Traumatic brain injury (TBI) is one of the most common causes of neurological morbidity and it is more common in childhood and adolescence than at any other time of life [1–4]. Mild traumatic brain injury (mTBI) is the acute neurophysiological effect of blunt impact or other mechanical energy applied to the head, such as from sudden acceleration, deceleration or rotational forces [5, 6]. It accounts for 90% of all TBIs . Epidemiological studies suggest that one in five children will experience a mTBI by the age of 10, [1, 8] and 799 out of 100,000 children under 14 years visit the emergency department (ED) with a mTBI in the United States  and Canada . Falls (51%) and sports-related activities (25%) are the commonest causes [2, 10, 11].
One in seven school children sustaining an mTBI will suffer post-concussion syndrome (PCS) symptoms for three months or longer . PCS is a combination of clinical symptoms including physical (such as headaches), cognitive (such as learning and/or memory dysfunction), and behavioral (such as mood) disturbances [7, 10, 12]. It is associated with significant disability in the child and his/her family [5, 12–17]. It has been shown that 2% of mTBI children continue to have PCS symptoms one year later . Using these figures, we estimate that annually over a 1000 children in Canada have PCS for over a year due to a ‘mild’ TBI and yet there are no evidence-based medical treatments available . This suggests an urgent need to develop novel treatment options to improve outcomes for children suffering from PCS . Furthermore, our neurobiological understanding of PCS is lacking [6, 18], and routine clinical tests are not informative and so are not helpful in guiding treatment.
The complex pathophysiology of mTBI is well described [19–26], but the explanations for prolonged PCS are unclear [21, 27]. The mechanisms leading to neuronal dysfunction, cell death and altered connectivity include: oxidative stress, metabolic dysfunction, neuroinflammation, axonal damage and alterations in cerebral blood flow [19, 21, 28]. Most animal studies demonstrate recovery from mTBI within 7 to 15 days [22, 29, 30], similar to the clinical experience of the majority of humans [6, 10, 12]. However, the pathophysiological explanations for prolonged PCS, seen in 11% of children with mTBI, have been elusive [10, 27]. Recent animal and human research suggest that the explanations for the persistent PCS symptoms may be due to alterations in neuronal circuitry and neurotransmission [29–36].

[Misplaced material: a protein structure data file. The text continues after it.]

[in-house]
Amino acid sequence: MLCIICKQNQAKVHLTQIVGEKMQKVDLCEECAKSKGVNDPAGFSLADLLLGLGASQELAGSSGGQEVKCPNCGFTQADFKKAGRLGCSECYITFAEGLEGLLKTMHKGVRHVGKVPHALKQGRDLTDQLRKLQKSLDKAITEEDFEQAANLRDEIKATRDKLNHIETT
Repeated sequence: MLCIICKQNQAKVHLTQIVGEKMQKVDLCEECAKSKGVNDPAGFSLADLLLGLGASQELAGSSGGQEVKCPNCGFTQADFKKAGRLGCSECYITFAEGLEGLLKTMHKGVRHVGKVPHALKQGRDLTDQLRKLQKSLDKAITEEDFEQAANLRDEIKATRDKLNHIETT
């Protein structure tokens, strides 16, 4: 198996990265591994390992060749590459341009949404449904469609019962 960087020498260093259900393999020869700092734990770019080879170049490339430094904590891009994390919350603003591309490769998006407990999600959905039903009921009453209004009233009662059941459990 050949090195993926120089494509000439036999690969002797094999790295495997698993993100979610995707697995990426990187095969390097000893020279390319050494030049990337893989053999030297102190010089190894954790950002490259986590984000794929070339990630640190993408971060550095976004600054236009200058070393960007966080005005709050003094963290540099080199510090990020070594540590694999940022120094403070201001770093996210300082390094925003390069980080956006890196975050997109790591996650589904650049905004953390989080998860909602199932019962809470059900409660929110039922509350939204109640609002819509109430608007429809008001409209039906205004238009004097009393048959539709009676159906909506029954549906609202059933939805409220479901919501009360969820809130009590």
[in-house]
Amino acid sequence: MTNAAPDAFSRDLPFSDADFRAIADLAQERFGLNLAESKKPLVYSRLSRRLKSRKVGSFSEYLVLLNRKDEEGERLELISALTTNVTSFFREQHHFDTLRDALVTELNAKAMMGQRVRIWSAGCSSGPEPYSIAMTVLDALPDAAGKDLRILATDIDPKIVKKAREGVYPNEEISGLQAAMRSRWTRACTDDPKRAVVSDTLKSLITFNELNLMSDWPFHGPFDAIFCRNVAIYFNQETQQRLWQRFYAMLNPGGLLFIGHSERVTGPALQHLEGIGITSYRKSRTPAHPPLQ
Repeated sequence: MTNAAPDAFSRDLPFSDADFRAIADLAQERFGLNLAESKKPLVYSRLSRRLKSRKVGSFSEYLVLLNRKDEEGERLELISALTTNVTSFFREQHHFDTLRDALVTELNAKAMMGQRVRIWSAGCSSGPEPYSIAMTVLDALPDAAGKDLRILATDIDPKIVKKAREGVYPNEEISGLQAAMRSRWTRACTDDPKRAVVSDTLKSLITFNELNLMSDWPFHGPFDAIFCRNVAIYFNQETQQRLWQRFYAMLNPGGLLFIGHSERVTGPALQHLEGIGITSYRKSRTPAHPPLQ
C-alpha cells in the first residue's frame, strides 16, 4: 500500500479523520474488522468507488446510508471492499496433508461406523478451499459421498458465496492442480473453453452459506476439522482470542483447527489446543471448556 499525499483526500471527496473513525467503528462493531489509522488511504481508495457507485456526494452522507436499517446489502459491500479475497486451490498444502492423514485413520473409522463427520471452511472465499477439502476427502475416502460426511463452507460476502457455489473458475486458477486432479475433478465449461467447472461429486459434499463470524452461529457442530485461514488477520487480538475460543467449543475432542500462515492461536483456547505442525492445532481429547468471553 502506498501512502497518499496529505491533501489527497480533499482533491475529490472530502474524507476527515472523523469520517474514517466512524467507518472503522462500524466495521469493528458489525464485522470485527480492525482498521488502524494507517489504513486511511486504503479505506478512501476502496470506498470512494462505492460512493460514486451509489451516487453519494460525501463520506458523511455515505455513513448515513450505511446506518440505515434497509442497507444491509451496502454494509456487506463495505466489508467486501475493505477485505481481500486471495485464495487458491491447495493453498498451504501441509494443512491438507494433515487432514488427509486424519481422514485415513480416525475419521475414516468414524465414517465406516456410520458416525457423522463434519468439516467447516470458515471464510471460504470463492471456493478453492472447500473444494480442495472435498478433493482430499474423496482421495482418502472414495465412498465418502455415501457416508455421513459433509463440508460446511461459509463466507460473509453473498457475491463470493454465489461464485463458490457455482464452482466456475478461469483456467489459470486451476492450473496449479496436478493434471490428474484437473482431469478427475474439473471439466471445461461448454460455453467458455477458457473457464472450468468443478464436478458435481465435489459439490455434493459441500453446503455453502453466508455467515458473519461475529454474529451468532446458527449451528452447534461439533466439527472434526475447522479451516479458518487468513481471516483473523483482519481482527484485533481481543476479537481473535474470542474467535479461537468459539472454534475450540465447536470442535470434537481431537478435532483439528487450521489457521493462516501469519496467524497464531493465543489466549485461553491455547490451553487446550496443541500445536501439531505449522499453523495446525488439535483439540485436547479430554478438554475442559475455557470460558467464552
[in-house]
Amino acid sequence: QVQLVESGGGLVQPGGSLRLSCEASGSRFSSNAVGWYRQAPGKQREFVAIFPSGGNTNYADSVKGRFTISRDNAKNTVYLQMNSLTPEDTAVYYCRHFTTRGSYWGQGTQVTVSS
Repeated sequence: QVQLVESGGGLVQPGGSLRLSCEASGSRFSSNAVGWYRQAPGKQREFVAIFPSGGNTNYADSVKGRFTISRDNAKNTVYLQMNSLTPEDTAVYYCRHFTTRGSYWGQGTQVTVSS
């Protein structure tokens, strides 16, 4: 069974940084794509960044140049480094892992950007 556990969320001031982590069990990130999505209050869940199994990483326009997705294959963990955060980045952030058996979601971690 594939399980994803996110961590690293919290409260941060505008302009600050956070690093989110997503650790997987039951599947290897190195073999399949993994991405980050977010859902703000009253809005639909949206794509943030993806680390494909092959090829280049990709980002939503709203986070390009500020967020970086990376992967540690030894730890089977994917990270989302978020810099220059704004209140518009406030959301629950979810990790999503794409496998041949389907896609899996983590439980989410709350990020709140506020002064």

Treatment of post-concussion syndrome
There are few evidence-based treatments for PCS and these studies usually do not include children, and so pediatricians have to rely on consensus guidelines for adults [37–44]. Avoidance of repeat injury is the mainstay in any treatment regimen for TBI as is rest until symptoms resolve [18, 45]. As PCS symptoms resolve quickly in the majority of people, clinicians do not use pharmacological treatments (except for analgesics) in the first few weeks after injury [38, 46–50]. There are few evidence-based treatments for PCS that persists for one month or more [37, 40, 43, 44, 51–53], providing the clinician with little guidance for the management of significantly debilitated patients . Treatments are used without conclusive evidence  and are chosen to target the most problematic symptom [49, 54–60]. A frequently recommended treatment for sleep dysfunction after mTBI is melatonin .
Melatonin as a potential treatment for PCS
Melatonin, naturally produced in the body by the pineal gland, has neuroprotective, analgesic, and anxiolytic properties and is a promising agent in TBI [62–67]. Melatonin’s role in the chronological regulation of major physiological processes (such as the sleep/wake cycle) [68–70] is well accepted. More recently, its therapeutic potential is being explored in other neurobehavioral conditions (for example chronic pain, headaches and anxiety) and TBI [67, 71, 72]. The many separate biological activities of melatonin are both receptor-mediated (at physiological levels) and non-receptor mediated (especially at supraphysiological levels) [63, 72]. It is lipophilic, can cross cell membranes easily [73, 74] and its neuroprotective mechanisms include i) reducing oxidative stress (for example decreasing oxidative and nitrosative abuse, lipid peroxidation, and increasing antioxidant enzymes) [75–81], ii) improving mitochondrial function [62, 73, 74, 82, 83], iii) inhibiting apoptosis (cell death) [84–86], iv) decreasing the neuroinflammation [64, 87, 88], and v) decreasing glutamate toxicity via GABA receptors [89–91].